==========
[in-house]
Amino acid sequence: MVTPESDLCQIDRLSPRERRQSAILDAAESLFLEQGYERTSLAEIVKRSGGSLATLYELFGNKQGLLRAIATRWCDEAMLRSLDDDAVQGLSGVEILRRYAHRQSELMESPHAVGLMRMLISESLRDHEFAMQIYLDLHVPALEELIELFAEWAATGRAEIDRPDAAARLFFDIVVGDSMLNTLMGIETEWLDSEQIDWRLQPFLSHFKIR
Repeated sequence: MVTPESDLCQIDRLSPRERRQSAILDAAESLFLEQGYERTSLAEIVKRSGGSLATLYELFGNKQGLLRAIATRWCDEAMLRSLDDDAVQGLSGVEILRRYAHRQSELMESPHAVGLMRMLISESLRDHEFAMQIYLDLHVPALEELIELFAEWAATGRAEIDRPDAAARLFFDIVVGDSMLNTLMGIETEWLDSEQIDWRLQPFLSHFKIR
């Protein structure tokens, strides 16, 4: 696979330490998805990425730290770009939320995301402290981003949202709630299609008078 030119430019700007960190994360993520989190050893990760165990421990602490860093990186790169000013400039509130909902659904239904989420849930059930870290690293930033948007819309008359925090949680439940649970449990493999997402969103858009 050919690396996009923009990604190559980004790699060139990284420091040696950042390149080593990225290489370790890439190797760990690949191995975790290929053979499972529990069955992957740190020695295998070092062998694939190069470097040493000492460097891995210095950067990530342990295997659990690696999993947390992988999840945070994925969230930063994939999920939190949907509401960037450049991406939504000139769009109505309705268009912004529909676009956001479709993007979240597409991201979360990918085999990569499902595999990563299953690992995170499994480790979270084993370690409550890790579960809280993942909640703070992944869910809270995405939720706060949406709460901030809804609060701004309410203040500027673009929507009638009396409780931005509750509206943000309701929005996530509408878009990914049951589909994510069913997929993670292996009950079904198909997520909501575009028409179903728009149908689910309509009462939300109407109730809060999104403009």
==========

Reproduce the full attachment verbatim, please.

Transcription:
[in-house]
Amino acid sequence: MVTPESDLCQIDRLSPRERRQSAILDAAESLFLEQGYERTSLAEIVKRSGGSLATLYELFGNKQGLLRAIATRWCDEAMLRSLDDDAVQGLSGVEILRRYAHRQSELMESPHAVGLMRMLISESLRDHEFAMQIYLDLHVPALEELIELFAEWAATGRAEIDRPDAAARLFFDIVVGDSMLNTLMGIETEWLDSEQIDWRLQPFLSHFKIR
Repeated sequence: MVTPESDLCQIDRLSPRERRQSAILDAAESLFLEQGYERTSLAEIVKRSGGSLATLYELFGNKQGLLRAIATRWCDEAMLRSLDDDAVQGLSGVEILRRYAHRQSELMESPHAVGLMRMLISESLRDHEFAMQIYLDLHVPALEELIELFAEWAATGRAEIDRPDAAARLFFDIVVGDSMLNTLMGIETEWLDSEQIDWRLQPFLSHFKIR
């Protein structure tokens, strides 16, 4: 696979330490998805990425730290770009939320995301402290981003949202709630299609008078 030119430019700007960190994360993520989190050893990760165990421990602490860093990186790169000013400039509130909902659904239904989420849930059930870290690293930033948007819309008359925090949680439940649970449990493999997402969103858009 050919690396996009923009990604190559980004790699060139990284420091040696950042390149080593990225290489370790890439190797760990690949191995975790290929053979499972529990069955992957740190020695295998070092062998694939190069470097040493000492460097891995210095950067990530342990295997659990690696999993947390992988999840945070994925969230930063994939999920939190949907509401960037450049991406939504000139769009109505309705268009912004529909676009956001479709993007979240597409991201979360990918085999990569499902595999990563299953690992995170499994480790979270084993370690409550890790579960809280993942909640703070992944869910809270995405939720706060949406709460901030809804609060701004309410203040500027673009929507009638009396409780931005509750509206943000309701929005996530509408878009990914049951589909994510069913997929993670292996009950079904198909997520909501575009028409179903728009149908689910309509009462939300109407109730809060999104403009």